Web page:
Patrik Schumacher's vision for a deregulated and privatised city is nothing more than a rehash of failed establishment ideas, and we shouldn't pay any attention, argues Phineas Harper in his latest Opinion column.
How exhilarating, an architect's lecture has made the mainstream news. Not only has the speech - first reported by Dezeen - been picked up by the London Evening Standard, but it made their front page. Inside, London mayor Sadiq Khan provided in-depth quotes responding directly to the architect's many proposals. Social media networks have lit up with public discussion of the manifesto. Finally architecture is contributing to political discourse. Surely this is a breakthrough for the profession, a moment to savour? Sadly, nothing could be further from the truth.
In fact it is an embarrassing affair which will have damaged the reputation of architecture in the minds of many. Zaha Hadid Architects' director Patrick Schumacher's jaw-dropping attack on council tenants, civil servants, public parks, national infrastructure and more left many speechless with frustration.
Giving a keynote lecture slot at the World Architecture Festival in Berlin, Schumacher unveiled an urban vision of hyper-exaggerated "laissez faire" economics with total faith placed in "the market" to solve all conceivable problems. It came across like a satire of Hayekian economic theory, distorted to grotesque absurdity and applied without nuance to modern cities, except he meant it.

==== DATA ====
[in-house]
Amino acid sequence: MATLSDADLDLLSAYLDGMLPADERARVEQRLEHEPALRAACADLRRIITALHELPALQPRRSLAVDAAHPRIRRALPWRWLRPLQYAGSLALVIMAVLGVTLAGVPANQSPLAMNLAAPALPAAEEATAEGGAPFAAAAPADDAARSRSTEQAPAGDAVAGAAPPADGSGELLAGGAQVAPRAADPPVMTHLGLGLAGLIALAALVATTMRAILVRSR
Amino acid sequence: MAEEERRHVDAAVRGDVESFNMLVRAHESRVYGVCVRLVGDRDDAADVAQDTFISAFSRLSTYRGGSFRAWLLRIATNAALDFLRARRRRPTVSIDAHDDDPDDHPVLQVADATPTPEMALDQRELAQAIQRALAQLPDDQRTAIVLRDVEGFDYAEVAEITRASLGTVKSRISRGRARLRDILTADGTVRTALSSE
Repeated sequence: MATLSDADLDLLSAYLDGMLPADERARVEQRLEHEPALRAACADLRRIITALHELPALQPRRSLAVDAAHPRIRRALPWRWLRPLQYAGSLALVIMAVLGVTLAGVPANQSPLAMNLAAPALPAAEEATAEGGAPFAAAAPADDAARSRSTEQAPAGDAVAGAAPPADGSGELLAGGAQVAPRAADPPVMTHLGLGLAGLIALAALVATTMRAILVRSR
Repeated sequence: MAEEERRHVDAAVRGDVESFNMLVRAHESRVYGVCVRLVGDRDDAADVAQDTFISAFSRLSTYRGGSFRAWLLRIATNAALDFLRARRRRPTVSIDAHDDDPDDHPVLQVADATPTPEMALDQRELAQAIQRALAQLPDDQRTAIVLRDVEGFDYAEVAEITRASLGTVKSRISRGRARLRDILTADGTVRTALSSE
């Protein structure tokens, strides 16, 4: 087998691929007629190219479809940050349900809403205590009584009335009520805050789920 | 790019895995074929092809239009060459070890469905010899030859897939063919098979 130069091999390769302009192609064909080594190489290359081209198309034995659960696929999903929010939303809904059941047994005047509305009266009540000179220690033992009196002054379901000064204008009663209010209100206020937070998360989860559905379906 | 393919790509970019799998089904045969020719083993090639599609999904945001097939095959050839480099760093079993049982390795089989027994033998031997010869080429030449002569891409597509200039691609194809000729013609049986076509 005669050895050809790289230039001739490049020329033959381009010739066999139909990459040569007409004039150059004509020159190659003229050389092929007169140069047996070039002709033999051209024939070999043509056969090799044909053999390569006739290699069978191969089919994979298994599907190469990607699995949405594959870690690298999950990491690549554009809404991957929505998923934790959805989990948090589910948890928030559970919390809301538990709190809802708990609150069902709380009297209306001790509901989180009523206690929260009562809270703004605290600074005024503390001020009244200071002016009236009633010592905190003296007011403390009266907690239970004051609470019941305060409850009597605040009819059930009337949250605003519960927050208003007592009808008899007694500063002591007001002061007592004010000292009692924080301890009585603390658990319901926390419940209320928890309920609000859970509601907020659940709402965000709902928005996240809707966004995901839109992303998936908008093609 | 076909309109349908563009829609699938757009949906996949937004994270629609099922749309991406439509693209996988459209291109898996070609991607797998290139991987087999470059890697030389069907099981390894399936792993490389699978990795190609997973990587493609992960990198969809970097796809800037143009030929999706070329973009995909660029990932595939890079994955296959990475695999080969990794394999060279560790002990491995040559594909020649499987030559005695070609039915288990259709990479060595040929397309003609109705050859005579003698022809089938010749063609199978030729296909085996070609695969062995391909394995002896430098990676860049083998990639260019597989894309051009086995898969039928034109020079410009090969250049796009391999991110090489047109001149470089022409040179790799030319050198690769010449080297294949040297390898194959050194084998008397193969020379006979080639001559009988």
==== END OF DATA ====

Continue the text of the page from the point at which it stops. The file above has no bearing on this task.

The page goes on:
His position is nothing more than a sound bite repeating the word "market" while Rome burns
Schumacherism is a rehash of failing establishment ideas taken to extreme conclusions. It offers nothing but colourful clickbait for those who get a kick from online outrage, yet it is not the man himself we should decry but our own industry which again and again provides him with high-profile platforms. Schumacher is invited to give lectures around the world. Magazine editors seek him as a guest contributor. Just this week the Guardian ran a nearly 2000-word profile exploring his ideas and background. Why? His position is superficially eye-catching for its Katie Hopkins-like callousness but is nothing more than a sound bite repeating the word "market" while Rome burns.
This September at an Architecture Foundation debate I saw Schumacher argue in favour of child labour claiming that for under 18s to "fulfil their potential in the marketplace" it is necessary to abolish laws which prevent kids from being put to work. Later I saw him tell a recent graduate to her face that she would be doing better in life if her family had not claimed benefits during her childhood. These are not the arguments of a wise man who understands society's ills and hopes to confront them. They are a dogmatic denial of reality – a fantasy that complex problems have simple solutions.
The fact that the architecture world continues to give Schumacher airtime reveals the intellectual weakness of our profession, unable to see through the specious dogma. Are we really so cowed by fame that we lose all critical capacity when confronted with an outspoken starchitect? Everyone loves to have a devil's advocate to stir things up, but the ideas behind Schumacherism are just the broken neoliberal position with go-faster stripes and a spoiler. The time has come to change channel. It is time to stop listening to Patrik Schumacher.
The fact that the architecture world continues to give Schumacher airtime reveals the intellectual weakness of our profession
It is on economics where Schumacherism really falls apart. Ben Clark, a London-based urban designer whose paper on funding new cities was awarded a Wolfson Economics Prize by the right-of-centre think tank Policy Exchange, takes a dim view.